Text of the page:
During the normal operation of a pebble bed gas-cooled reactor (PBR), the fuel pebbles undergo a multi-circulation on the basis of online burnup assay. In our last ICONE paper, we proposed a model to describe the relationship between online burnup assay and economy and safety of PBR. It was concluded that improvements on burnup assay accuracy could reduce fuel cost as well as the possibility that excessive burnup of fuel pebble results in unexpected radioactive discharge. However further work was expected on the burnup distribution of pebbles in and out of the core to precisely quantify the relationship. In this paper, the methodology to construct the burnup distribution of fuel pebbles in and out of the core is proposed. Firstly a model for pebble flow circulation is developed to provide a basic simulation framework. Then the irradiation history of fuel pebble could be tracked by combining pebble flow model and burn up calculation. The representative kinematic model and discrete element method (DEM) are introduced to numerically simulate the profiles of pebble flow. The classical batch-tracking methods as well as our newly-introduced DEM-tracking method are presented to perform the time-dependent analysis of pebble burnup. Overall with the burnup data obtained after going through multiple cycles, the burnup distribution of fuel pebbles in and out of the core could be reconstructed through the statistics result according to the pebble circulation model. Finally the quantification of the relationship between the pebble burnup assay and the economy and safety of the PBR would be more precise, thus providing implications on proposing reasonable requirements for accuracy of online burnup assay.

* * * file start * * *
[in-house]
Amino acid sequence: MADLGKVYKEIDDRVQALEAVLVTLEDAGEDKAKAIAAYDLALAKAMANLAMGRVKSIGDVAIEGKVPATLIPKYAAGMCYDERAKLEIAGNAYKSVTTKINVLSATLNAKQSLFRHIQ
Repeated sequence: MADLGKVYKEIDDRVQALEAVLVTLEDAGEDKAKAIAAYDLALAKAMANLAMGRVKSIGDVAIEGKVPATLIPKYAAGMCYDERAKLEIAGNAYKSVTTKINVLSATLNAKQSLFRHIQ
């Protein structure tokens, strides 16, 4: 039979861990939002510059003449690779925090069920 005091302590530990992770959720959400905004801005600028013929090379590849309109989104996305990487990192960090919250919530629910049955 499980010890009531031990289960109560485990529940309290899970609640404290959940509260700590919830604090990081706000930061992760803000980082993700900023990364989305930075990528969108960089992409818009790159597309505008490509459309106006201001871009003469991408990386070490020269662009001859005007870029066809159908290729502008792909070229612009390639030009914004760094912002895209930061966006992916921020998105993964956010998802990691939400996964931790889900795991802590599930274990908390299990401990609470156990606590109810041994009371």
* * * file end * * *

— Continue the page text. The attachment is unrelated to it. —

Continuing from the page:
- Nuclear Engineering Division
Methodology to Construct Burnup Profile of Fuel Pebbles in PBR
Tang, Y, Zhang, L, Guo, Q, Cao, J, & Tong, J. "Methodology to Construct Burnup Profile of Fuel Pebbles in PBR." Proceedings of the 2017 25th International Conference on Nuclear Engineering. Volume 3: Nuclear Fuel and Material, Reactor Physics and Transport Theory; Innovative Nuclear Power Plant Design and New Technology Application. Shanghai, China. July 2–6, 2017. V003T02A029. ASME. https://doi.org/10.1115/ICONE25-66795
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